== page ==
Skye

Registered User
Aug 29, 2006
17,000
SW Scotland
Hi JT13

What a terrible situation. You are in an abusive relationship, in fact two abusive relationships. I think you know that the only way out is to walk away.

It's hard. I know you love your boy friend, but can you honestly see him changing? You need support just now, not more abuse. Do you have a friend that you could go and stay with for a week or two? It would give you a breathing space, and let your boyfriend know that you are at the end of your tether.

Good luck. Breaking up is hell, but so is the situation you're in.

Skye
 

JT13

Registered User
Aug 9, 2006
41
Dear Everyone,

Thank you for your support. Had a terrible migraine the past 2 days, most likely from stress. He can't support me because like Amy (a.k.a Helen) says, he's one of those who doesn't really understand a woman's emotions.

What I do know is, irregardless how many blunt truths her own children have admitted about her (being nasty and all that), I still do care for her. She's aging and as a human, she has feelings too. To be a matriarch who thrives on controlling others all her life, it must be double the difficulty for her to not only loose control of others but also of her own physical and mental abilities.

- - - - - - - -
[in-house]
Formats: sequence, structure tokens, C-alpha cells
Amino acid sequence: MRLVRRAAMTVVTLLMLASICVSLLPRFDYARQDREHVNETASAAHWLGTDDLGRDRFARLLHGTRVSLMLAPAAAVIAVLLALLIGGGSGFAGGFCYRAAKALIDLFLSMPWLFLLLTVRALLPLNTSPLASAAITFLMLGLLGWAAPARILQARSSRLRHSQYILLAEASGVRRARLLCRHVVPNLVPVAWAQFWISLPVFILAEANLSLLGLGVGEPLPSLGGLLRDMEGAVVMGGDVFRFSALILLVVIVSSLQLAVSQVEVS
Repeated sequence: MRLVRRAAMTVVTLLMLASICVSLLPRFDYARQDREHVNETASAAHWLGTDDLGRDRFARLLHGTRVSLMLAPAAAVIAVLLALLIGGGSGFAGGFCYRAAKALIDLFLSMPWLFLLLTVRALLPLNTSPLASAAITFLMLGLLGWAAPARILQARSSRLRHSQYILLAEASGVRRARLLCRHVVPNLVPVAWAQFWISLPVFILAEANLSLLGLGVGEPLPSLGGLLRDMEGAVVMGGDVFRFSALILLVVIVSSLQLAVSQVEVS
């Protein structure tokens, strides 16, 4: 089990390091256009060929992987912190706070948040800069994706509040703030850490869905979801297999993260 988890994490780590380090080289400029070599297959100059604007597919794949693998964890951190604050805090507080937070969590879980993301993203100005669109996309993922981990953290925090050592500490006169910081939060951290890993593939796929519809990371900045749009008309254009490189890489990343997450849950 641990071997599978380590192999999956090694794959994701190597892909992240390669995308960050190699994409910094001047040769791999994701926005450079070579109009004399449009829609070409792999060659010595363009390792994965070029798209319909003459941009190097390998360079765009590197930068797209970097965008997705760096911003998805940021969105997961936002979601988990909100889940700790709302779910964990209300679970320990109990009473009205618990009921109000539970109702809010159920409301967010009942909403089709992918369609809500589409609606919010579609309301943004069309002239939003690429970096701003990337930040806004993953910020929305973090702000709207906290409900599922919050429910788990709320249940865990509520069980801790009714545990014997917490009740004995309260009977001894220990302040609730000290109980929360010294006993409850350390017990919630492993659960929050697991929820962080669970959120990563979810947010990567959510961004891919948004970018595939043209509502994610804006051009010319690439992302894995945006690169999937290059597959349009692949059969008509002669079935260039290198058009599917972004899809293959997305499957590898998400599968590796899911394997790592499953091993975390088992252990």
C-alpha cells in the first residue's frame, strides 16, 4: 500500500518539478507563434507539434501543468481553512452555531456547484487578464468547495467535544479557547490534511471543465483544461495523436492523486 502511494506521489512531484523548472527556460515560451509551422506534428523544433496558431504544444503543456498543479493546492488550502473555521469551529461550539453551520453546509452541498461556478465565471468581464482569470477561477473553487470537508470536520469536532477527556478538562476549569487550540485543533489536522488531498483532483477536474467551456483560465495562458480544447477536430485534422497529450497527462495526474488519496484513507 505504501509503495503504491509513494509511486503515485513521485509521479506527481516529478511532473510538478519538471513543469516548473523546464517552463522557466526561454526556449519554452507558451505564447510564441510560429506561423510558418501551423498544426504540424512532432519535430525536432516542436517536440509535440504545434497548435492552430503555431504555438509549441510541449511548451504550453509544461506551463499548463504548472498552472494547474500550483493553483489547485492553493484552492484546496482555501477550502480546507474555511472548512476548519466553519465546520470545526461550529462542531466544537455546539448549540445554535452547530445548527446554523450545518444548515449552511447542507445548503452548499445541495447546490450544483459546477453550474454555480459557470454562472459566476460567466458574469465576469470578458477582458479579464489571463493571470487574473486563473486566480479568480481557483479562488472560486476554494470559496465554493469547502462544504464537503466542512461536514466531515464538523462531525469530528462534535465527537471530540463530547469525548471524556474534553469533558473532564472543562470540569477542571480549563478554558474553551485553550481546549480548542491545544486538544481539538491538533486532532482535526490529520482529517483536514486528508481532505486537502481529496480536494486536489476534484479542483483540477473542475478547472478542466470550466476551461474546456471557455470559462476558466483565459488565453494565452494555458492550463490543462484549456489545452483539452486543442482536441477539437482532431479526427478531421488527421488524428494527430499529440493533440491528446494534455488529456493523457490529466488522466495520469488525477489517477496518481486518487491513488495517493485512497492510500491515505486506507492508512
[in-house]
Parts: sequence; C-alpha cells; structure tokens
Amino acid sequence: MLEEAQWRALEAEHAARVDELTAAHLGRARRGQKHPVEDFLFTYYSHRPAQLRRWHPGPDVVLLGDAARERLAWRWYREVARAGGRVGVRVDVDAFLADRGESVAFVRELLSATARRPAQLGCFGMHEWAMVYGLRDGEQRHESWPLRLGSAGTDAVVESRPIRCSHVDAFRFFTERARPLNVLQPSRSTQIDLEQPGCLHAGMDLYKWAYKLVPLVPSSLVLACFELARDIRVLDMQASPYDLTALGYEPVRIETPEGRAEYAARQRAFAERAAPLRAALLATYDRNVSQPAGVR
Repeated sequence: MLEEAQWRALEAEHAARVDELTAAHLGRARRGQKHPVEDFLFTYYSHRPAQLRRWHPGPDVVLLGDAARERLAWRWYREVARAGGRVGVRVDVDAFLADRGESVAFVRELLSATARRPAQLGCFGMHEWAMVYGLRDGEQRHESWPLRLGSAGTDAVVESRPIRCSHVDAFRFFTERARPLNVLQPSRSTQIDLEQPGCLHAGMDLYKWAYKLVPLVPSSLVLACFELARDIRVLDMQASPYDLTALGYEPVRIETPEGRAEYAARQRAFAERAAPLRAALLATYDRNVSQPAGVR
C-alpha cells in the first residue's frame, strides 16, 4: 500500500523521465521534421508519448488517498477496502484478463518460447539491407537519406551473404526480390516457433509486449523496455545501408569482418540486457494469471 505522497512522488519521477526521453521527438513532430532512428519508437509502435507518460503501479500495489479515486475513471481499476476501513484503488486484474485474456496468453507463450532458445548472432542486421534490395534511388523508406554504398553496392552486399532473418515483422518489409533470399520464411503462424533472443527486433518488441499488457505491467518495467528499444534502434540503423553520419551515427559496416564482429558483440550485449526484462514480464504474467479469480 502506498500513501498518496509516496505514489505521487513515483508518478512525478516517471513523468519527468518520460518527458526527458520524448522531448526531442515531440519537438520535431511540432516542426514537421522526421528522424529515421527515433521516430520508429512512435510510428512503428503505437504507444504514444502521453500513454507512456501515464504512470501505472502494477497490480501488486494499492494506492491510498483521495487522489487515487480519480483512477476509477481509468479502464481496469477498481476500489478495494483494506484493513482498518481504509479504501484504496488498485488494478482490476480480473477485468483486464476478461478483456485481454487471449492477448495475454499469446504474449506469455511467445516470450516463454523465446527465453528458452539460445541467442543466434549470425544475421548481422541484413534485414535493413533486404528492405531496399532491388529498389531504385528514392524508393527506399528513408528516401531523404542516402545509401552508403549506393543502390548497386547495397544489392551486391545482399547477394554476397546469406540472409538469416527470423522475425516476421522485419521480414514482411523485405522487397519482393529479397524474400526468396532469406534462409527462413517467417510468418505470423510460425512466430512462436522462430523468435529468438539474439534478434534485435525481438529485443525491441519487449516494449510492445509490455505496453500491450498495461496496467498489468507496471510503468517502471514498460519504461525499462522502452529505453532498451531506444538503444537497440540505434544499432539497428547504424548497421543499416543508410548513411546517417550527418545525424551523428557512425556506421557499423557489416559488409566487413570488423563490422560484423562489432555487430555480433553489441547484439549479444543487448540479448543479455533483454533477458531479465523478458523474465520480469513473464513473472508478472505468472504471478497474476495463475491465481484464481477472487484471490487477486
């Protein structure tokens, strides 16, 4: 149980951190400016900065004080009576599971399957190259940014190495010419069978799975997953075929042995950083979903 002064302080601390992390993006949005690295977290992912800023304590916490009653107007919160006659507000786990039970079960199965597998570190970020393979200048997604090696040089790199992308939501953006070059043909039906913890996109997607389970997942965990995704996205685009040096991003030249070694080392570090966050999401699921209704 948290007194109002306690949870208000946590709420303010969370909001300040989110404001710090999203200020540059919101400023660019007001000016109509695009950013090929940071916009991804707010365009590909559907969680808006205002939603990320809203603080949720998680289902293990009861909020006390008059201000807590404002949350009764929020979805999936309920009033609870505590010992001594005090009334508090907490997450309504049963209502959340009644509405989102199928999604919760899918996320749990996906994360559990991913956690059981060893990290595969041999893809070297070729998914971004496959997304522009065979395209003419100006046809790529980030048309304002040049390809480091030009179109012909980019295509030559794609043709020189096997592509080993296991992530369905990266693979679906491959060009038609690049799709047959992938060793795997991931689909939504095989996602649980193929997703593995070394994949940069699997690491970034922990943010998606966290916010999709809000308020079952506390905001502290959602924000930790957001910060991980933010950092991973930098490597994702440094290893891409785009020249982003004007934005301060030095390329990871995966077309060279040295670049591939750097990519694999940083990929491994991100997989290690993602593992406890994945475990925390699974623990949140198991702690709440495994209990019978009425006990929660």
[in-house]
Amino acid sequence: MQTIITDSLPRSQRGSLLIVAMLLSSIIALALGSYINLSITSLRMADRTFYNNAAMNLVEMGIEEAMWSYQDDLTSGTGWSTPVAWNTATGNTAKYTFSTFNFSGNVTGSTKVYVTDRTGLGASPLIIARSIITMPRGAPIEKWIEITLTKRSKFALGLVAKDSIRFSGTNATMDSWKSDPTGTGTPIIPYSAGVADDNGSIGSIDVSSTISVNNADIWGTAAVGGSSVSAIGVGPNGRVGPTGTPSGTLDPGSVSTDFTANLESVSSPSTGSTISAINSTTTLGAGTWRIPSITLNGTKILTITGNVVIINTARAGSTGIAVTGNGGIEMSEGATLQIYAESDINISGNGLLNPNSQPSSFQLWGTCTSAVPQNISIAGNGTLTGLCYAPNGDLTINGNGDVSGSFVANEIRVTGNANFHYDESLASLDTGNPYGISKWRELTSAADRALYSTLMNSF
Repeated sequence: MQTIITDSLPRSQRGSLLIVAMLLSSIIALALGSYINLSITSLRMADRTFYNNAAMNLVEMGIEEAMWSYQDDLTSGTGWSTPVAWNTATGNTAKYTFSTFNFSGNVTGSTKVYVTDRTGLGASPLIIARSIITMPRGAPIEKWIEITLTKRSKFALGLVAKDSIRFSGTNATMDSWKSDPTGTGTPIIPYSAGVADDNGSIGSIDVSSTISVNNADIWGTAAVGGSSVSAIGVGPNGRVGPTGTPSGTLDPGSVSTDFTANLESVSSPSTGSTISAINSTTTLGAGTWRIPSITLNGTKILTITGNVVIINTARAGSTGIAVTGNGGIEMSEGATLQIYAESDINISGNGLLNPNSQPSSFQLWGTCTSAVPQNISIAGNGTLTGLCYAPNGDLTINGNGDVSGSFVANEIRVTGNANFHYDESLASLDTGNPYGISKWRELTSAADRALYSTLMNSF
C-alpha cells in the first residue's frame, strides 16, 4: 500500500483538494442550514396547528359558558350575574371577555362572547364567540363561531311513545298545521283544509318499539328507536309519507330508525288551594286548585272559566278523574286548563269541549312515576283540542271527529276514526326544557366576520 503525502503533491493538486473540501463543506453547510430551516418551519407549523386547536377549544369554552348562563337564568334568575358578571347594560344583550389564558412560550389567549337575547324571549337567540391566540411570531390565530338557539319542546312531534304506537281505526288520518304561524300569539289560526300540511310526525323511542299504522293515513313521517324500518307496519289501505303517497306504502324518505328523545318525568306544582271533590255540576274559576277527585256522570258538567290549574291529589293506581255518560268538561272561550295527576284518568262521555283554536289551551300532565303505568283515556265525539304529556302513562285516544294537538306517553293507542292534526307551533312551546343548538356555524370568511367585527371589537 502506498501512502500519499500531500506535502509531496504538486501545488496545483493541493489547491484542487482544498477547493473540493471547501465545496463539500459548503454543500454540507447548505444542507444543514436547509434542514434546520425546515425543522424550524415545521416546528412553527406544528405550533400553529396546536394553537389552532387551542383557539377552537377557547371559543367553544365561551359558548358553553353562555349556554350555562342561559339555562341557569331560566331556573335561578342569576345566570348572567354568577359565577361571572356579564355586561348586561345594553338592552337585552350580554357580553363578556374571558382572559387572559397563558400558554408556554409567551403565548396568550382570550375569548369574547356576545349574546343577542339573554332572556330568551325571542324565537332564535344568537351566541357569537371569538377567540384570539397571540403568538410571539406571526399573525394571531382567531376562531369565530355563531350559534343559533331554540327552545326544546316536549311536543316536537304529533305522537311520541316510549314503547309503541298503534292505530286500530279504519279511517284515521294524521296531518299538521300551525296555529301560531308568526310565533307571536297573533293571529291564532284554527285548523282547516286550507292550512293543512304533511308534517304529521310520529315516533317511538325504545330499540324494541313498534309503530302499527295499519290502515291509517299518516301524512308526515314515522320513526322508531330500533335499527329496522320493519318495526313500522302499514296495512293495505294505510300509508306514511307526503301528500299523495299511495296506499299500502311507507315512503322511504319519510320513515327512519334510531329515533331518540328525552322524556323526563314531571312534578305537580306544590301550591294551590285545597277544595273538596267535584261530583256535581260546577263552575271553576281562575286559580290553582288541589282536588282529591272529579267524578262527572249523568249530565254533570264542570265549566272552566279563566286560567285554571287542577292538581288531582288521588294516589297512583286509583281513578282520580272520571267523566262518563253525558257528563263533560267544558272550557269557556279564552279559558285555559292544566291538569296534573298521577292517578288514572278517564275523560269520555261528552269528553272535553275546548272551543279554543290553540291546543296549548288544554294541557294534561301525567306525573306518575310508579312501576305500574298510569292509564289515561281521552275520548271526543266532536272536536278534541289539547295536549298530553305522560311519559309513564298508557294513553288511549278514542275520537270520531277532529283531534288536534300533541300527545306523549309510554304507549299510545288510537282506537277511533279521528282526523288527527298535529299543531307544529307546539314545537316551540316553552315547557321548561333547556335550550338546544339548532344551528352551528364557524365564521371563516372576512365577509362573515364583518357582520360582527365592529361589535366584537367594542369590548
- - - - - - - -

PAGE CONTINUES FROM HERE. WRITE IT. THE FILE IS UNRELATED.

My bf does not want me to subject myself to this anymore. We spoke and he's put it clearly that if caring for his mother is going to affect the relationship so often, then I should stop. He has a point when he says she's not going to change, that it's honestly up to me if I should choose to care that much if I can't cope her excessive demands to control.

I'm getting too emotionally deep into caring for her that it's affecting both my health and relationship. No, I can't deal with it. It's causing too many ripples and affecting the main objective I'm around there anyways... which is, the relationship with her son. Maybe what he's telling me is that the choice is mine and within my ability to choose if I should let her affect me that much.